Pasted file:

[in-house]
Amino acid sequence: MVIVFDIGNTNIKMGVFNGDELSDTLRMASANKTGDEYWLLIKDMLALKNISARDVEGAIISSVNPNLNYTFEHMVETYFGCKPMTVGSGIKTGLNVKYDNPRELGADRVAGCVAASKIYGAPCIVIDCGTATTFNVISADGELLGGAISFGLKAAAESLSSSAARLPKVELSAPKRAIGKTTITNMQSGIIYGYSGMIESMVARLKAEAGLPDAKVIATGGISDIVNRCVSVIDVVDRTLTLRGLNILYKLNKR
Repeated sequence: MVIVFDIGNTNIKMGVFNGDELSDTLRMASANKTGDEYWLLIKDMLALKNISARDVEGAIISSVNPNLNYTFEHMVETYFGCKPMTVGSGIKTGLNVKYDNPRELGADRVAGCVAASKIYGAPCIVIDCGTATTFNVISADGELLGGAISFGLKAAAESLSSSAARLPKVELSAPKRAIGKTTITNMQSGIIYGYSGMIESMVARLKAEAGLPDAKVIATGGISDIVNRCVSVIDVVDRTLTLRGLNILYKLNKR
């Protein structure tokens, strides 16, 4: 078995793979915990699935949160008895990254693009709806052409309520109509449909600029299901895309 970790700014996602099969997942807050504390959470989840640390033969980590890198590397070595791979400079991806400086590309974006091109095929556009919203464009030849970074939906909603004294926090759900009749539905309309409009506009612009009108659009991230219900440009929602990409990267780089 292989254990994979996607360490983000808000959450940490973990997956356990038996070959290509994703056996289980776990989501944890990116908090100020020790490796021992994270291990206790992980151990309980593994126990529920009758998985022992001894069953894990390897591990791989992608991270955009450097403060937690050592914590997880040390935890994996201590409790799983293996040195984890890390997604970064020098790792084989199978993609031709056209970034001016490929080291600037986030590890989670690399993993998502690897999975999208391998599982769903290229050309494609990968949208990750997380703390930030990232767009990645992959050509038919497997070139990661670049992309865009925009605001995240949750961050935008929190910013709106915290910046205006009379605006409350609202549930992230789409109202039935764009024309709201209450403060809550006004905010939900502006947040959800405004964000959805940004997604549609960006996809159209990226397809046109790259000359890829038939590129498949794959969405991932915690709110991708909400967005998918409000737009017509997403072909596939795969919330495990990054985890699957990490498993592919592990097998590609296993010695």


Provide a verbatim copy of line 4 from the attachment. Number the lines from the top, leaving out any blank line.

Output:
């Protein structure tokens, strides 16, 4: 078995793979915990699935949160008895990254693009709806052409309520109509449909600029299901895309 970790700014996602099969997942807050504390959470989840640390033969980590890198590397070595791979400079991806400086590309974006091109095929556009919203464009030849970074939906909603004294926090759900009749539905309309409009506009612009009108659009991230219900440009929602990409990267780089 292989254990994979996607360490983000808000959450940490973990997956356990038996070959290509994703056996289980776990989501944890990116908090100020020790490796021992994270291990206790992980151990309980593994126990529920009758998985022992001894069953894990390897591990791989992608991270955009450097403060937690050592914590997880040390935890994996201590409790799983293996040195984890890390997604970064020098790792084989199978993609031709056209970034001016490929080291600037986030590890989670690399993993998502690897999975999208391998599982769903290229050309494609990968949208990750997380703390930030990232767009990645992959050509038919497997070139990661670049992309865009925009605001995240949750961050935008929190910013709106915290910046205006009379605006409350609202549930992230789409109202039935764009024309709201209450403060809550006004905010939900502006947040959800405004964000959805940004997604549609960006996809159209990226397809046109790259000359890829038939590129498949794959969405991932915690709110991708909400967005998918409000737009017509997403072909596939795969919330495990990054985890699957990490498993592919592990097998590609296993010695």